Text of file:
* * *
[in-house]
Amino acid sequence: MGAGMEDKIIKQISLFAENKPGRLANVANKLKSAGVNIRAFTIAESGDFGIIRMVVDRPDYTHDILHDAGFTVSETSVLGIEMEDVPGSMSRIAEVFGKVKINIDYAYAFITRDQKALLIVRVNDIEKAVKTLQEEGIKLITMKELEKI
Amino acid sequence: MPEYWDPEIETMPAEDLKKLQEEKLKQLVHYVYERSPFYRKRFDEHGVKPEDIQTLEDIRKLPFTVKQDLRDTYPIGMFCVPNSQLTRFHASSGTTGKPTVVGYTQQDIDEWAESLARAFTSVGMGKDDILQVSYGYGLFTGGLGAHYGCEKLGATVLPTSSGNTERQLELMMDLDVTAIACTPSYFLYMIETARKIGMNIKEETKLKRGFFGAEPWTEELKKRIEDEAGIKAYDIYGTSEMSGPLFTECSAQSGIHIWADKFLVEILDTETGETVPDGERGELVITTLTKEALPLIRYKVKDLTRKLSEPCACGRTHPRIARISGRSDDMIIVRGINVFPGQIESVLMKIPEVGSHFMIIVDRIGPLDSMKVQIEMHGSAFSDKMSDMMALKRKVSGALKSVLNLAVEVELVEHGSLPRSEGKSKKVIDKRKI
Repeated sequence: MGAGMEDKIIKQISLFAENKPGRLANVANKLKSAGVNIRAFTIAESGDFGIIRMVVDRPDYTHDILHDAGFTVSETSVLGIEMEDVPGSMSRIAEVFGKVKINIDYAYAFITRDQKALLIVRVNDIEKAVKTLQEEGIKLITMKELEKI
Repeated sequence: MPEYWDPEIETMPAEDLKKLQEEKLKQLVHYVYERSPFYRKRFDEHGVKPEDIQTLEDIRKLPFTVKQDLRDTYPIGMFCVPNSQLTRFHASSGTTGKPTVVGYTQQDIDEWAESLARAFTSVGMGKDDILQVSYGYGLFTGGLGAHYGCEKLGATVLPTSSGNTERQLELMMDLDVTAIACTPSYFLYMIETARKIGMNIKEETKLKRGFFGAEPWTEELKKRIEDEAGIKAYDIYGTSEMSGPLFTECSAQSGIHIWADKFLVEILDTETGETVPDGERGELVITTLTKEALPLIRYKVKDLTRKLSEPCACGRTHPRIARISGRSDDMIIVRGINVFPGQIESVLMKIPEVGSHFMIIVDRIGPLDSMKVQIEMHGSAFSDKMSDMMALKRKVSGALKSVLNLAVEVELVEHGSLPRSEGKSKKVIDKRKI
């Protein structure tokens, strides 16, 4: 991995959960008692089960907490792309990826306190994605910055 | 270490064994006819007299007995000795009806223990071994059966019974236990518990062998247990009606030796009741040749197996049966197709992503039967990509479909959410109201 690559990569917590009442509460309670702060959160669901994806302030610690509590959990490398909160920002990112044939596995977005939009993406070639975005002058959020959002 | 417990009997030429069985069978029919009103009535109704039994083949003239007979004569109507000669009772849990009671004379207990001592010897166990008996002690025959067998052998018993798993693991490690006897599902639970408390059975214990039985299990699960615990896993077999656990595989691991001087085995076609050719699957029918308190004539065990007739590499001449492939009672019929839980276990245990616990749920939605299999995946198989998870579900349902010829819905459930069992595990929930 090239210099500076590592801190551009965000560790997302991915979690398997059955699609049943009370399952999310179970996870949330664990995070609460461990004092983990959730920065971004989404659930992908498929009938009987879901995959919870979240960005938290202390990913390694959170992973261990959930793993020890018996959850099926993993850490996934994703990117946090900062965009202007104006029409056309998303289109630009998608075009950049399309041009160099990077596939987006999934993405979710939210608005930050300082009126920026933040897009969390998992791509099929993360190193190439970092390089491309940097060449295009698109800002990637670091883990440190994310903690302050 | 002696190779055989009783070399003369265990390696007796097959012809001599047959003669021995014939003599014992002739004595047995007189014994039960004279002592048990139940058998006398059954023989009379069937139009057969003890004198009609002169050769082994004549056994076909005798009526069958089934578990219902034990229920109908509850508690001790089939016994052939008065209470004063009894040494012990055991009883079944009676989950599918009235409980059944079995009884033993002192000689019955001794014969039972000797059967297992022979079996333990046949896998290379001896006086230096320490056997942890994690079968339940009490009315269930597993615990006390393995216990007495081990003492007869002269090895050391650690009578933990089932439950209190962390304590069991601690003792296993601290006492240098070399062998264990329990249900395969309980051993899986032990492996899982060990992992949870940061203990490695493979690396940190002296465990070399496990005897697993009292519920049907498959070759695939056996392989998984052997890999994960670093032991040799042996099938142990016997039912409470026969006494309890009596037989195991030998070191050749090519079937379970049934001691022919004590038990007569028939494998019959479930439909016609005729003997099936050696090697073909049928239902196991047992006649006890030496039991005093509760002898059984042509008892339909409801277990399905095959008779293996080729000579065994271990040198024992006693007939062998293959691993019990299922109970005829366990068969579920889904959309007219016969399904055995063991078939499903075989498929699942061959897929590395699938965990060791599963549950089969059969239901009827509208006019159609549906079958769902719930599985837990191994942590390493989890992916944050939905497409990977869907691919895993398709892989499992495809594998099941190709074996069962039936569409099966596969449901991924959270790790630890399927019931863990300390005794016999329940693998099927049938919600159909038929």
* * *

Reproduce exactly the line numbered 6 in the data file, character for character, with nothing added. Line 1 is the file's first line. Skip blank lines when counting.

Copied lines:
């Protein structure tokens, strides 16, 4: 991995959960008692089960907490792309990826306190994605910055 | 270490064994006819007299007995000795009806223990071994059966019974236990518990062998247990009606030796009741040749197996049966197709992503039967990509479909959410109201 690559990569917590009442509460309670702060959160669901994806302030610690509590959990490398909160920002990112044939596995977005939009993406070639975005002058959020959002 | 417990009997030429069985069978029919009103009535109704039994083949003239007979004569109507000669009772849990009671004379207990001592010897166990008996002690025959067998052998018993798993693991490690006897599902639970408390059975214990039985299990699960615990896993077999656990595989691991001087085995076609050719699957029918308190004539065990007739590499001449492939009672019929839980276990245990616990749920939605299999995946198989998870579900349902010829819905459930069992595990929930 090239210099500076590592801190551009965000560790997302991915979690398997059955699609049943009370399952999310179970996870949330664990995070609460461990004092983990959730920065971004989404659930992908498929009938009987879901995959919870979240960005938290202390990913390694959170992973261990959930793993020890018996959850099926993993850490996934994703990117946090900062965009202007104006029409056309998303289109630009998608075009950049399309041009160099990077596939987006999934993405979710939210608005930050300082009126920026933040897009969390998992791509099929993360190193190439970092390089491309940097060449295009698109800002990637670091883990440190994310903690302050 | 002696190779055989009783070399003369265990390696007796097959012809001599047959003669021995014939003599014992002739004595047995007189014994039960004279002592048990139940058998006398059954023989009379069937139009057969003890004198009609002169050769082994004549056994076909005798009526069958089934578990219902034990229920109908509850508690001790089939016994052939008065209470004063009894040494012990055991009883079944009676989950599918009235409980059944079995009884033993002192000689019955001794014969039972000797059967297992022979079996333990046949896998290379001896006086230096320490056997942890994690079968339940009490009315269930597993615990006390393995216990007495081990003492007869002269090895050391650690009578933990089932439950209190962390304590069991601690003792296993601290006492240098070399062998264990329990249900395969309980051993899986032990492996899982060990992992949870940061203990490695493979690396940190002296465990070399496990005897697993009292519920049907498959070759695939056996392989998984052997890999994960670093032991040799042996099938142990016997039912409470026969006494309890009596037989195991030998070191050749090519079937379970049934001691022919004590038990007569028939494998019959479930439909016609005729003997099936050696090697073909049928239902196991047992006649006890030496039991005093509760002898059984042509008892339909409801277990399905095959008779293996080729000579065994271990040198024992006693007939062998293959691993019990299922109970005829366990068969579920889904959309007219016969399904055995063991078939499903075989498929699942061959897929590395699938965990060791599963549950089969059969239901009827509208006019159609549906079958769902719930599985837990191994942590390493989890992916944050939905497409990977869907691919895993398709892989499992495809594998099941190709074996069962039936569409099966596969449901991924959270790790630890399927019931863990300390005794016999329940693998099927049938919600159909038929």